Four months after throwing his support behind the abolition of the road tax and the introduction of a tax on fuel at the pumps, consumer rights advocate Malcolm Gibbs-Taitt is calling on Government to review the amount being charged.
Effective July 1, consumers started paying the new tax at a rate of 40 cents per litre of petrol and diesel and five cents per litre of kerosene.
At the same time, commercial vehicles were expected to pay an annual registration fee, the sum of which is 50 per cent of the existing road tax.
This measure was expected to rake in some $80 million, compared to the approximately $65 million per year in road tax.
Gibbs-Taitt said three months after it was implemented, consumers have been crying out that the 40 cent tax was simply too much. He suggested that Government do a review and lower that tax.
“All of the reports that I have had tell me that the 40 cents per litre is much too high to replace the road tax. I am still in favour of this methodology but I fear the 40 cents per litre is much too high,” he said.
“It is somewhere in the region of 50 per cent higher than it needs to be,” he said.
In addition to his call for a review of the fuel tax amount, the consumer rights advocate said it was about time Government invite consumer bodies to sit at the table with the social partners as critical decisions affecting consumers continue to be made.
Gibbs-Taitt is the Director General of the Barbados Consumers Research Organization (BarCRO).
He said it was a “travesty” that Government had not broadened the scope of the Social Partnership, currently trade unions, private sector and Government, to include the consumer rights organization.
“The consumer body is a socio-economic dimension yet nobody thinks to appreciate that of all the bodies that there are – Government, business and trade unions – none of them can properly represent a social partnership because they themselves are informed by the same consumers they want to ignore. It just cannot happen,” he said.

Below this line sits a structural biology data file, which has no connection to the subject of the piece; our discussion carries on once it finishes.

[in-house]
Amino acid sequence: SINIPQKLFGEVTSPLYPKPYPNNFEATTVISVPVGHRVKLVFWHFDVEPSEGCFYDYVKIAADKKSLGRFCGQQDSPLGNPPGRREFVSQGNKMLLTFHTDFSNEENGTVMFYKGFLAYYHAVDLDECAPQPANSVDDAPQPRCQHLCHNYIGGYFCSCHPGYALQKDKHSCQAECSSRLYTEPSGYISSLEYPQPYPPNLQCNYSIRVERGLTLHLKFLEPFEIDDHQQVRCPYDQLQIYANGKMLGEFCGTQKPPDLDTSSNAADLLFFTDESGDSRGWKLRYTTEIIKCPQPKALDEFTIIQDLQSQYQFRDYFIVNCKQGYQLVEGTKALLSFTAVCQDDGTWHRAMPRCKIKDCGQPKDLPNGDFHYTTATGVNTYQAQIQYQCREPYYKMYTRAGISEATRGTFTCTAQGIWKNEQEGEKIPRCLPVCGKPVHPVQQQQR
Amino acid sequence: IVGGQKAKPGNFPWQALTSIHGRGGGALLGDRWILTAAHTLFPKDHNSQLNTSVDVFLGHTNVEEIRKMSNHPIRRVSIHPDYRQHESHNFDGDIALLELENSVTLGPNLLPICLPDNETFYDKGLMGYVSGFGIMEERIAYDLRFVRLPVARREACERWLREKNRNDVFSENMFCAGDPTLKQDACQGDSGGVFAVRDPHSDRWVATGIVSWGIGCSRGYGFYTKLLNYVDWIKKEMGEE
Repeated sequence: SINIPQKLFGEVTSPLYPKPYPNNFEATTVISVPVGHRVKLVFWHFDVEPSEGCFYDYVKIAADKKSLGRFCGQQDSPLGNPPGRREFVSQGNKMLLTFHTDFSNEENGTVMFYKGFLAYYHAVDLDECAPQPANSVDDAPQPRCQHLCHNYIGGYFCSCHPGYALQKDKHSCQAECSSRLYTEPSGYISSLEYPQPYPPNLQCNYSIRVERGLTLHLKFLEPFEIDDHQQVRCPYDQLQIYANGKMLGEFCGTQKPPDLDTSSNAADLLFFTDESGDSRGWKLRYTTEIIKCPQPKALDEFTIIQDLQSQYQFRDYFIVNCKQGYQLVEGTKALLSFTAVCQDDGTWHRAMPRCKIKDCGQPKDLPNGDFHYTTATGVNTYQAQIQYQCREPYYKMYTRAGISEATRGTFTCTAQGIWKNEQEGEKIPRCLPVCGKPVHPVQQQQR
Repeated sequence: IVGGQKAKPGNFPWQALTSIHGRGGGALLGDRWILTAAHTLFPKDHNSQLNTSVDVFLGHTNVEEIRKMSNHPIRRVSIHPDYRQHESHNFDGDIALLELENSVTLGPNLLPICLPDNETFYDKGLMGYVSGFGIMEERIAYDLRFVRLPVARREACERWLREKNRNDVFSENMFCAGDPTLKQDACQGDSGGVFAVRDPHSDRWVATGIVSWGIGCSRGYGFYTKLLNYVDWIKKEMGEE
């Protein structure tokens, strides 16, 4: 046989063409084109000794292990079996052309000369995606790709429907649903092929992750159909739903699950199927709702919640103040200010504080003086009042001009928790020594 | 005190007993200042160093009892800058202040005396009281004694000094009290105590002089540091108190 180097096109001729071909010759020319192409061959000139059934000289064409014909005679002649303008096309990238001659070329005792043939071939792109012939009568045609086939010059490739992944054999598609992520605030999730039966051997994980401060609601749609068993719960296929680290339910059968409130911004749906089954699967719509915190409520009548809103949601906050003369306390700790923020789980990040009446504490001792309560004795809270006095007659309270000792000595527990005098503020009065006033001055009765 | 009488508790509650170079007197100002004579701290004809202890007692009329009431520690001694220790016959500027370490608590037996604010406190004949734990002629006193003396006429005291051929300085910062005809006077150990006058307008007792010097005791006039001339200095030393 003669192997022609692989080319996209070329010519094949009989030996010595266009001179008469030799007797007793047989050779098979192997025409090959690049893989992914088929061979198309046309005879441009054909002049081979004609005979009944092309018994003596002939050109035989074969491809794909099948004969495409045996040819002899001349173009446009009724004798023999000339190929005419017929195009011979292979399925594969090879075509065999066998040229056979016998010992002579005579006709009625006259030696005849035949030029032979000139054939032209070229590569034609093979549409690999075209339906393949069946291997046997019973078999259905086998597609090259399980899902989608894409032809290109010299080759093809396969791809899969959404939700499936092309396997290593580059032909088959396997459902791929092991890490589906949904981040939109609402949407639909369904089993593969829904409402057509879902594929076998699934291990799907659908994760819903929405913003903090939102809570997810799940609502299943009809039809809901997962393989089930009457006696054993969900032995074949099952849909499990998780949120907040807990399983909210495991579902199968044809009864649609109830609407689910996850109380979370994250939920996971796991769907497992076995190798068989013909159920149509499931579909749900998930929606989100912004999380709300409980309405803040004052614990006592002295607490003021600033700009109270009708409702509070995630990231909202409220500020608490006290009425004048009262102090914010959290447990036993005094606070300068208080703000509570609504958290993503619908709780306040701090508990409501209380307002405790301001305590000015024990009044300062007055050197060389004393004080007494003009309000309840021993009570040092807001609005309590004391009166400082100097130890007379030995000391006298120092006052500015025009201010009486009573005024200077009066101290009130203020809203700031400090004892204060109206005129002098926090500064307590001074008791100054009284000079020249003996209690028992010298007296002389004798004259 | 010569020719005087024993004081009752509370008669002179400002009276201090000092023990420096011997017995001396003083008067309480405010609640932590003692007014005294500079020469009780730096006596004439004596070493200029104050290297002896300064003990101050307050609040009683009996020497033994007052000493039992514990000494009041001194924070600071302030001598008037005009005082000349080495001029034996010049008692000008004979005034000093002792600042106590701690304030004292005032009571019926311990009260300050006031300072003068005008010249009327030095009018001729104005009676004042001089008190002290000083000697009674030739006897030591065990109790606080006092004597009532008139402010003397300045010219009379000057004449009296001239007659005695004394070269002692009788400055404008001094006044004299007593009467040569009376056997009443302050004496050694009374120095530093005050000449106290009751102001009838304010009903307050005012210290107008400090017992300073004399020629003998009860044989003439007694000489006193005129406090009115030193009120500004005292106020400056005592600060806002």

Although having about 600 registered members, BarCRO has been unable to have a meeting with more than 20 people with its last one being about a year ago. Acknowledging the situation, Gibbs-Taitt said, “The people who we should be speaking to and for are well over 60,000 people. It is not a meaningful situation, and I regret to have to report that but it is true,” he admitted.
Gibbs-Taitt said he was now a voice in the wilderness, telling Barbados TODAY that his organization was simply not getting the support needed for it to better function on consumers’ behalf.
“The consumers of Barbados only come together when there is a crisis,” said Gibbs-Taitt, “I think we are at crisis stage right now as far as how the consumers are being treated by the retail market place and even how they are treated by Government, but who am I to be able to speak for consumers when they appear not to want a body to speak for themselves?” he said.
“As I said, Barbadians only react when they realize they are in a crisis themselves. I don’t think a consumer organization can operate in that manner. We have to have people on board for whom we speak at all times, in good times and in bad times. We cannot wait for a crisis then to operate. That makes no sense,” he added.